The transversely extending passage 244 is communicable with a downwardly extending bore 266 which has a fluid outlet conduit 268 secured within the lower end thereof by means of a suitable fluid fitting 270. The conduit 268 is connected to one or more metering devices, such as the device 124 that was hereinabove described in connection with the fluid metering system 10.

Assuming that the fluid inlet conduit 212 is connected to a suitable source of fluid under pulse pressure, operation of the fluid metering system 200 is initiated as a pressure pulse occurs, at which time the piston assembly 220 is forced downwardly within the metering chamber 214 to force fluid through the lower end of the tube 218, fluid passage 230 and into the fluid accumulator chamber 234 through the vertically extending bore 232. Each succeeding pressure cycle causes fluid to be forced into the fluid accumulator chamber 234 until such time as the plunger member 236 engages the lower end of the stop member 240 at which time an abrupt pressure rise occurs within the passage 230. The relief valve 256 is then forced downwardly against the resistance of the spring assembly 260. As the valve 256 is thus biased, fluid is communicated from the chamber 234 to the passage 244, this fluid then being communicated through the bore 266 and conduit 268 to the fluid metering valves 124 through which it is metered to its operative destination. During the olf pressure portion of the cycle, the fluid within the chamber 234 that is in excess of that required to actuate the metering valve 124 is communicated through the bore 246 and check valve chamber 248 back to the fluid source by way of the fluid passage 254 and conduit 212, thereby completing the operational cycle of the system 200.

It will be seen from the foregoing description of the fluid metering systems 10 and 200 of the present invention, that the ratio of input to output may bevaried in a number of different ways. First of all, since each shot" or charge of fluid that is dispensed from the metering chambers 30 and 214 is determined by the volumes of these chambers, the quantity of fluid that is dispensed from the systems and 200 may be changed by varying the relative size of the chambers and 214, Le, by either increasing or decreasing the diameters or lengths thereof. In addition, the quantity of fluid which is dispensed from systems 10 and 200 may be changed by varying the volumes of the fluid accumulator chambers 84 and 234. This may be accomplished by changing the dimensions of the actual chambers or by varying the lengths of the stop portions of the members 93 and 240. Also, the volume of fluid which is dispensed from the metering systems 10 and 200 may be controlled by varying displacement of the individual fluid metering valves 124 as well as the number of valves 124. It will be seen, therefore, that the fluid metering systems 10 and 200 of the present invention, may be changed in a variety of different ways to accommodate various operative installations and that the volumes and cycles may be different than those of the cyclical pressure source.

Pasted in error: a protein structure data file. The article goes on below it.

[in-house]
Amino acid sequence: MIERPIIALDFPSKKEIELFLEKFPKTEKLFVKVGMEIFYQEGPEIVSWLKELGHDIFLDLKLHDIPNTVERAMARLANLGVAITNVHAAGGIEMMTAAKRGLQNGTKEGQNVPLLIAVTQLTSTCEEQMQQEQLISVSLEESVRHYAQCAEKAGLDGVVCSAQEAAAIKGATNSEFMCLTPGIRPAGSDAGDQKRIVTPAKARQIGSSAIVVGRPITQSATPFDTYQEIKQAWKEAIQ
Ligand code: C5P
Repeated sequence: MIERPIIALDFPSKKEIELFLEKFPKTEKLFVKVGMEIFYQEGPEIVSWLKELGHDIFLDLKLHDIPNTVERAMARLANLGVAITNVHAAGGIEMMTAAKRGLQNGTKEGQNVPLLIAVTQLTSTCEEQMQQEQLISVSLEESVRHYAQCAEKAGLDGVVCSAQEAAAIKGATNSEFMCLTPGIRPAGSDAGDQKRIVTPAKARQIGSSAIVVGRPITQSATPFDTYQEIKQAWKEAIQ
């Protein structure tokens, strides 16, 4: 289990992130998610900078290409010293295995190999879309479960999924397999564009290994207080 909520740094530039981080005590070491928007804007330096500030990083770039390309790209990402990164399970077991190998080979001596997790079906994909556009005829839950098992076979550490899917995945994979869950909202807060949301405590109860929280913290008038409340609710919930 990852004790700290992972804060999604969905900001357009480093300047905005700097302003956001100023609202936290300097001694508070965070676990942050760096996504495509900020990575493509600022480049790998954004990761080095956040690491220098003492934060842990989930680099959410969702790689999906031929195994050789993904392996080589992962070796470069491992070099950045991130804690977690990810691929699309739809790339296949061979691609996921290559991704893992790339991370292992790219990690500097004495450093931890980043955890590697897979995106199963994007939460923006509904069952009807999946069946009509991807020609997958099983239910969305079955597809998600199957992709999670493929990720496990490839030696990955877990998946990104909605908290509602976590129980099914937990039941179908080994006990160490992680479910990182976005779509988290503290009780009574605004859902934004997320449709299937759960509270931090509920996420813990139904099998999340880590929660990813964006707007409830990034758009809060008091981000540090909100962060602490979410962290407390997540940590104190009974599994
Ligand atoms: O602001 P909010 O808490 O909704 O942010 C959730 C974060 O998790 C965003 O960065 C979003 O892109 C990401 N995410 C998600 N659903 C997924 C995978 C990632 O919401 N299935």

The metering systems 10, 200 of the present invention are particularly directed toward use in lubrication systems where successive charges of lubricating oil are metered to various bearing surfaces, such as those found in vehicles, engines and in industrial machinery. However, the metering systems may be used to dispense successive shots or charges of liquid coolant, protective coatings, or other fluids.

While it will be apparent that the embodiments herein illustrated are well calculated to fulfill the objects above stated, it will be appreciated that the fluid metering systems 10 and 200 of the present invention are susceptible to modification, variation and change Without departing from the proper scope or fair meaning of the subjoined claims.

What is claimed is:

1. A fluid metering system for delivering fluid from a fluid inlet to a pressure responsive fluid dispensing device and for cyclically varying the fluid pressure upon the dispensing device for actuating thedispensing device, said system comprising fluid accumulator means adapted to store a predetermined volume of fluid under pressure, fluid displacement means for sequentially delivering predetermined volumes of fluid from said fluid inlet to said fluid accumulator means for charging said fluid accumulator means, fluid return passage means extending from said fluid accumulator means to said fluid inlet, check valve means in said fluid return passage means for precluding fluid flow from said fluid inlet to said fluid accumulator means through said fluid return passage means and for permitting flow from said fluid accumulator means to said fluid inlet through the fluid return passage means, relief valve means in said fluid return passage means, said relief valve means being responsive to the pressure in said fluid accumulator means and being normally closed for precluding fluid flow from said fluid accumulator means to said fluid inlet through said fluid return passage means until the pressure in said fluid accumulator means exceeds a predetermined value, and conduit means for providing for fluid communication between the outlet side of said fluid displacement means and the fluid dispensing device for delivering fluid thereto.

2. A system as set forth in claim 1 including means for adjusting the volume of fluid contained by said fluid accumulator means.

3. A system as set forth in claim 1 wherein said relief valve means is of the type that requires greater pressure thereon to unseat it than to hold it in unseated position.